ADAMS -- Though the cloud cover weighed down on the summit of Mount Greylock on Saturday, the weather did not douse the celebratory spirit there, as a series of free events were held to mark the 75th anniversary of the peak's iconic Bascom Lodge.
Lodge operators Peter Dudek, John Dudek and Brad Parsons were on hand, and they were joined by state Rep. Gailanne Cariddi, D-North Adams; Fidel Moreno, of the American Indian education center Healing Winds; and roughly two dozen well-wishers Saturday for events including a teepee raising, mountain blessing, drumming, a fly casting demonstration by Fred Moran and a mountain climbing presentation with Michael Matty.
"It's been very special because we've been renovating the lodge. It's another opportunity to share what we've been doing," Peter Dudek said of managing the lodge through its 75th year. "I don't know if it's connected, but lodging has been up in June and July. Like any anniversary, people who haven't been around for a while have a chance to come back and see what we've been up to."
The day's events started with Moreno, who is of Huichol Indian ancestry, introducing a crowd in the lodge's lobby to native culture and drumming practices. This was followed by Moreno and volunteers from the gathering raising a teepee in a clearing behind the lodge, where the lodge's free world jazz festival later took place on Sunday afternoon.
The weekend was the fourth year Moreno has held programs at the lodge to educate visitors on Native American culture through his presentations, drumming, teepee raising and ceremonial mountain blessing.
"Many native peoples have tracks on this mountain, so for me to be here in 2013 is very humbling," Moreno said.
The weekend's celebrations came at a time when the lodge's operators are in the midst of an ongoing process aimed at restoring and preserving the building while preparing it for the future.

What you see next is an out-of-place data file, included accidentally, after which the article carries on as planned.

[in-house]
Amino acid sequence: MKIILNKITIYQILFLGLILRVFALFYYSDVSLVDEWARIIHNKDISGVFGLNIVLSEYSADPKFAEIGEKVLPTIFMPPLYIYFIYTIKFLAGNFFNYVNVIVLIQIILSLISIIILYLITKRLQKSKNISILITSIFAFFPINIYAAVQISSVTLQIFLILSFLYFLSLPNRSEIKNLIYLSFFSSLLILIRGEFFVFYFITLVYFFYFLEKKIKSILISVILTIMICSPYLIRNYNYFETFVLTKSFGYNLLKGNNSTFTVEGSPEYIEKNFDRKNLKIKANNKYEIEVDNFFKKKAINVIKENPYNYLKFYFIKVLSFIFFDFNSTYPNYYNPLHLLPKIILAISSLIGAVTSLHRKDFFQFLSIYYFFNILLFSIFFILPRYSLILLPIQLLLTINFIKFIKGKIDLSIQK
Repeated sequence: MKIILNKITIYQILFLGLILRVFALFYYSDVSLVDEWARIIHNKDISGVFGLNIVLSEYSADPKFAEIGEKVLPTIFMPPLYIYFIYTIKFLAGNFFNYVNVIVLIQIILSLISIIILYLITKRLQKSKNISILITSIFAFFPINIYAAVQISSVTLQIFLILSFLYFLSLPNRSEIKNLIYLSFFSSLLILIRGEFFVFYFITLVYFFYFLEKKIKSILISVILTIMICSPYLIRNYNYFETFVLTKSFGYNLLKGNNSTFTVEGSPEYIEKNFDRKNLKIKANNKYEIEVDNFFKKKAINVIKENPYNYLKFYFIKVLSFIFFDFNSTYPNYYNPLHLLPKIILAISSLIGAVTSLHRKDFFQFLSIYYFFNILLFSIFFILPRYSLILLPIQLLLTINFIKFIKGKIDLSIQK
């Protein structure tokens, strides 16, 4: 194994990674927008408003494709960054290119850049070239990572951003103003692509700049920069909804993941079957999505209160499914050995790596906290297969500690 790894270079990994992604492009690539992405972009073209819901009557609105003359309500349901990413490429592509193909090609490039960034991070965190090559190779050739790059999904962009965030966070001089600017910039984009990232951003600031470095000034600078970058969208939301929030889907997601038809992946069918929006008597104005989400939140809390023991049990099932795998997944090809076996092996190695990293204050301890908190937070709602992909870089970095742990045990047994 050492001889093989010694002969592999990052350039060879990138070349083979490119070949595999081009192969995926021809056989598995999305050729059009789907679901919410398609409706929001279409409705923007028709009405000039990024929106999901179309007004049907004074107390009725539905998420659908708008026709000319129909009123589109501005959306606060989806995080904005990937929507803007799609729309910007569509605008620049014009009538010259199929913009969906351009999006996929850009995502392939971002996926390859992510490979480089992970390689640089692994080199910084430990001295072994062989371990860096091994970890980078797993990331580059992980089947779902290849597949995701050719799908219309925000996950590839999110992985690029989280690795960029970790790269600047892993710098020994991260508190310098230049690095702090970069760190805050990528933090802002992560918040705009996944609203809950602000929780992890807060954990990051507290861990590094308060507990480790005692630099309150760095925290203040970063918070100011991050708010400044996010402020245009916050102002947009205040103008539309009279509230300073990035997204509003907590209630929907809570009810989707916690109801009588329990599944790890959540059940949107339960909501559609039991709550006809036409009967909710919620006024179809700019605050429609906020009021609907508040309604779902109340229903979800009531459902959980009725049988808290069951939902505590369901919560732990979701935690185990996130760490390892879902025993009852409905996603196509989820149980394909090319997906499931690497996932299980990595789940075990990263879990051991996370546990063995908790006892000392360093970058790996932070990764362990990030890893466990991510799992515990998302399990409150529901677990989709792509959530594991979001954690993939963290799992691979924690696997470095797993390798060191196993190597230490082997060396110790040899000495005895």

"New this year is the ceiling was replaced in the dining room, and we also put in new kitchen equipment and upgraded the prep kitchen," Peter Dudek said. "We started painting the exterior windows, and we're hoping to finish that this year. Those are the big ticket items."
In the first four years the partners have managed the lodge, myriad other restorations have taken place, including a new floor in the lobby, plumbing and electrical upgrades, and new lighting in the lobby and dining room.
"The state has a long list -- a 10-year plan" for restoration work, Dudek said, adding that next year's expected projects include replacing windows and doors with ones that match the remaining originals.
The lodge was built in the 1930s by the Civilian Conservation Corps, with the stone and wood for the structure being drawn from the mountain. The building now has eight rooms capable of housing 34 guests, and under the current management, boasts a dining room that is open seven days a week from June 1 to Oct. 20 for breakfast, lunch and dinner.
State Rep. Cariddi was on hand Saturday to present the lodge's operators with a special resolution from the state House of Representatives in commemoration of the anniversary.
"It's a destination that is known worldwide and brings in people from all over the world," Cariddi said after the presentation.
While the weekend was the centerpiece of the anniversary celebration on the summit, Peter Dudek said there are events throughout the season that have been planned as part of the commemoration. For a complete schedule of events for the year, visit www.bascomlodge.net.
Follow Michael J. Foster on Twitter: @NAT_DigitalMike